What is the first comment from coworkers at the water cooler? “Man, I’m tired. I couldn’t sleep.” And most everyone else nods in agreement. Yes, we’re all tired. Sleep deprivation is as rampant as fat rolls in our United States, yet we assume it’s a price we pay to get ahead. Sure, I’m tired, but I’m getting 6 hours of sleep. That’s enough, right?
While a very small percentage of the population thrives on 6 hours of sleep, if you’re constantly tired, you aren’t in that elite group. You may feel like sleep is a waste of time, or just something old people do, but the fact is getting even an hour less of sleep per night has drastic, long-lasting effects. Sleeping 6 when you need 7 (or probably closer to 8) hours means you’re losing out on an entire night of rest every week. Just what will this “cost” you in the long run?
1. Blood Pressure Medicine
A recent study found that people who get less than adequate sleep are significantly more likely to increase their blood pressure over time. When overtired, the body is put under unusual duress, which also plays into the increased blood pressure. Not only do blood pressure prescriptions cost hundreds each year, but you’ll also be labeled forever as a much higher risk to insurance companies. Add that big, fat scarlet letter to your file and premiums double. Still enjoying late night TV?
2. Higher Life Insurance Premiums
Many life insurers have clued into how sleep affects every facet of life and are charging clients accordingly. Those reporting substandard sleep and sleep problems are more like to incur heftier premiums. Losing weight helps substantially, but you’ll need to get more sleep to lose the weight to improve your sleep. Both go hand in hand can be treated naturally in most cases.
3. Loss of Income
How do we feel after just one night of poor sleep? How about after several consecutive nights, even weeks of frequent waking or insomnia? A recent study by Science Translational Medicine found that sleep deprivation severely impairs cognitive abilities at work, especially for workers with odd hours. As your body tries to cope with fatigue, your mind follows with poor reaction time and decision-making. This extends to your driving to and from work as well as your marriage. Do we need to calculate the cost of a divorce as well?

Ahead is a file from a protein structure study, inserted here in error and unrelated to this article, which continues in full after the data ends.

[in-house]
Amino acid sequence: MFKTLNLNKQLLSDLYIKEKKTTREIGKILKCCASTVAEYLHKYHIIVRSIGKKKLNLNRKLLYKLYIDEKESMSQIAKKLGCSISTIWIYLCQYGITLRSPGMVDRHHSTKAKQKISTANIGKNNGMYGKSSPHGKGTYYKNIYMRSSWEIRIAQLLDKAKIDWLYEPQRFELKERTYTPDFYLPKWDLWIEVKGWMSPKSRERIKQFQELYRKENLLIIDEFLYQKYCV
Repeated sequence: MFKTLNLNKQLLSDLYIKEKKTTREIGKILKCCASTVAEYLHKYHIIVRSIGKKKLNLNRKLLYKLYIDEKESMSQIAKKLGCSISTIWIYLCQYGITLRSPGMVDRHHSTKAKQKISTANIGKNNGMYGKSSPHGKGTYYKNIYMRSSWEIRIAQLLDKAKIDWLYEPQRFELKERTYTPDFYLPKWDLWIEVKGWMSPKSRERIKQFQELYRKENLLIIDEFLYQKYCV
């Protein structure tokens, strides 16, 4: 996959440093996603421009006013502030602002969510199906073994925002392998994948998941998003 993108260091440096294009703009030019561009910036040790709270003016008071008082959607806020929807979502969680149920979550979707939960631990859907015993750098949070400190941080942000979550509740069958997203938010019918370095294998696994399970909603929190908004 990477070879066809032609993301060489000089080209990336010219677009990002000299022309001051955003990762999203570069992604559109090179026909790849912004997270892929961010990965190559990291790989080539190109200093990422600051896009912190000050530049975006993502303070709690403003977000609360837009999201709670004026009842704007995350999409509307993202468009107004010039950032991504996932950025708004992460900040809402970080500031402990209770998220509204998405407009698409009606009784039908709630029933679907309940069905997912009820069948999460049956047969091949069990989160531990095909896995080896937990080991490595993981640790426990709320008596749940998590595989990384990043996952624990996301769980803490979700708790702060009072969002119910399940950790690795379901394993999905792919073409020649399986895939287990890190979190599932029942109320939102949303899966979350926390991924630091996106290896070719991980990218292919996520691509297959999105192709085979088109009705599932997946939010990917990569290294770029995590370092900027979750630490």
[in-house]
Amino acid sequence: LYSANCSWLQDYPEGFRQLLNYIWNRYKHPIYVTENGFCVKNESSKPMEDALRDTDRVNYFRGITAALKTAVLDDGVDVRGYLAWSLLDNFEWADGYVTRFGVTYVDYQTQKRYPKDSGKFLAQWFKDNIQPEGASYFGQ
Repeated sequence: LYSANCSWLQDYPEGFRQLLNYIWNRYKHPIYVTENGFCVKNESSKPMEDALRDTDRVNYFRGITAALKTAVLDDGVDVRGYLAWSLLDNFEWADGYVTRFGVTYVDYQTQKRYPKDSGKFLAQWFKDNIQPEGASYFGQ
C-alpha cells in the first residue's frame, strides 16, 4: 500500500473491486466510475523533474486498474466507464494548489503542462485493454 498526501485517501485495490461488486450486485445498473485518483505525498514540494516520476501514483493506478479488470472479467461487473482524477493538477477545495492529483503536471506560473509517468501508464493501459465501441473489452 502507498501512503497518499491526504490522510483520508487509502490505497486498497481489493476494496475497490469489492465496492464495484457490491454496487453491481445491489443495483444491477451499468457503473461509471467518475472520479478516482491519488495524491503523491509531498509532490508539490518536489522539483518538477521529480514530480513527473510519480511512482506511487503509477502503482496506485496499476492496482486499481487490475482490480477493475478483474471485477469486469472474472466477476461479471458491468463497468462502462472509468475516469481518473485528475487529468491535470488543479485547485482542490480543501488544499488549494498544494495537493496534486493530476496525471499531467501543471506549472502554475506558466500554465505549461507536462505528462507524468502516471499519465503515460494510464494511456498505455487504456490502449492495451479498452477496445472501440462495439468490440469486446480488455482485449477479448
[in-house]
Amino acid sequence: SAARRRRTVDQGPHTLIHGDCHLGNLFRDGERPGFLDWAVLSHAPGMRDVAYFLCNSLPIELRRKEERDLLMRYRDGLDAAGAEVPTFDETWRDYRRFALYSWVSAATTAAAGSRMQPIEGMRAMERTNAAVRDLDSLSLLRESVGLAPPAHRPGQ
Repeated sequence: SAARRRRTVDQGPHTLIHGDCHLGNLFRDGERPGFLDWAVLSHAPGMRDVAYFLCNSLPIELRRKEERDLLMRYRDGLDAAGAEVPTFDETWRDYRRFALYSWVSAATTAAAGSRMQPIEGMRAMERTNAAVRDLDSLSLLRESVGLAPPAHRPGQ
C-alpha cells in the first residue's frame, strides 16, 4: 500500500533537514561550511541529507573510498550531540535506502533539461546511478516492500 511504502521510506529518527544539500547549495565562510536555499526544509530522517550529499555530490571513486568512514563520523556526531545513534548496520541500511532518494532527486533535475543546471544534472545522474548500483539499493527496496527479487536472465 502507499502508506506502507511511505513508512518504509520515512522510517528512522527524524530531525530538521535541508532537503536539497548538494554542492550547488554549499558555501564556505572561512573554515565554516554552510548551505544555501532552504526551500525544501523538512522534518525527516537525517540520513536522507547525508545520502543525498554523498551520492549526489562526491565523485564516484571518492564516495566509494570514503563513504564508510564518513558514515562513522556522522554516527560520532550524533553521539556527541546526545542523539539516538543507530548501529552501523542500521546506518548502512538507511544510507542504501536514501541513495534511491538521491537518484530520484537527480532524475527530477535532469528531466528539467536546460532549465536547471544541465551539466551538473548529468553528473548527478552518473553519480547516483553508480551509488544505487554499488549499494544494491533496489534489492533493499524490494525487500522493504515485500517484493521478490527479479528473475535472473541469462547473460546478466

4. Psychiatry Bills
Shrinks can cost around $250/hour, and they’ll gladly take your money to diagnose you with severe depression or insomnia induced hallucinations. Although sleep is just one of many factors associated with mental disorders, it exacerbates problems by leaps and bounds and can even cure radical behavioral aberrations when regulated properly. This can be clearly seen in manic, sleep deprived children as well.
5. Bigger Grocery Bills
Many overweight people don’t have good sleep. Or is it the other way around? Whichever chicken or egg came first, the body secretes the hormone ghrelin, which stimulates hunger. Since we can’t sleep when we’re starving, let’s head off to the fridge to get satisfied. The result? A 30% obese population. So if you’d prefer to stick with substandard sleep, grab your wallet and load it up at the grocery store.
6. Surgery Costs
The established link between heart disease and lack of sleep is very real. Committing to sleeping enough gives you a 30% chance of reducing clogged arteries. The cost of that surgery: $44,000 as a national average.
If you’re facing this list of ugly possibilities, what should you do? Catch up this Saturday? Much more goes into your sleep “diet” than a quickie sleep indulgence.
- Wind down for an hour before going to bed.
This means no TV. This means no heavy housework or working out. Chocolate and caffeine are out of the question. But I catch up on programs before going to sleep! And it’s been reeking havoc on your sleep quality. Just as you’d give a warm bath, cozy story, and singing to a baby before bedtime, you need a ritual as well. Stick to it every night so your body has adequate time to prepare.
- Make up for sleep deficits over time, not in one day.
So if you’re accustomed to hitting the sack at 11:30 and waking at 6:00, start a super early wind down at 9:00 to go to sleep at 10:00. If you’ve chinched out on sleep for several days or weeks, expect to wake refreshed after the same amount of time going to be early.
- Keep your schedule consistent throughout the weekend.
Sleeping in, whether to catch up or just relax, is detrimental to your body’s natural rhythm. If you don’t believe me, have children. Babies and kids don’t ever sleep in, even when kept awake late into the night. Having a consistent “wake time” is part of how we are designed to function. This means we don’t designate Friday and Saturday nights as free-for-alls every weekend. You’ll feel better throughout the week when you regulate it.
- Don’t read or watch TV in bed.
A rational mind doesn’t often trump biology! Your body will prepare to sleep in bed because that’s what you do in it. Don’t play games with your body by using the bed to watch a movie sometimes, read at other times, or surf on your mobile device. The more you train yourself to sleep and do nothing else (except for frequent marital rendezvous) the faster you’ll be able to fall asleep.
- Make sleep a priority.
Just like your diet and exercise, if you take your rest lightly, you’ll reap what you sew. Simply because our society considers sleep a waste of time doesn’t mean it isn’t a crucial component to the rhythm of life. Sleep is the main time that the body heals and rejuvenates. Give a little now, or pay for it later.
Guest Bio: Ashley writes about fashion and frugal living on Free Shipping.org’s Go Frugal blog. Her recent articles include Top 7 Secrets of Billionaires Who Live Below Their Means, and How to Save Money Shopping Online at Coldwater Creek.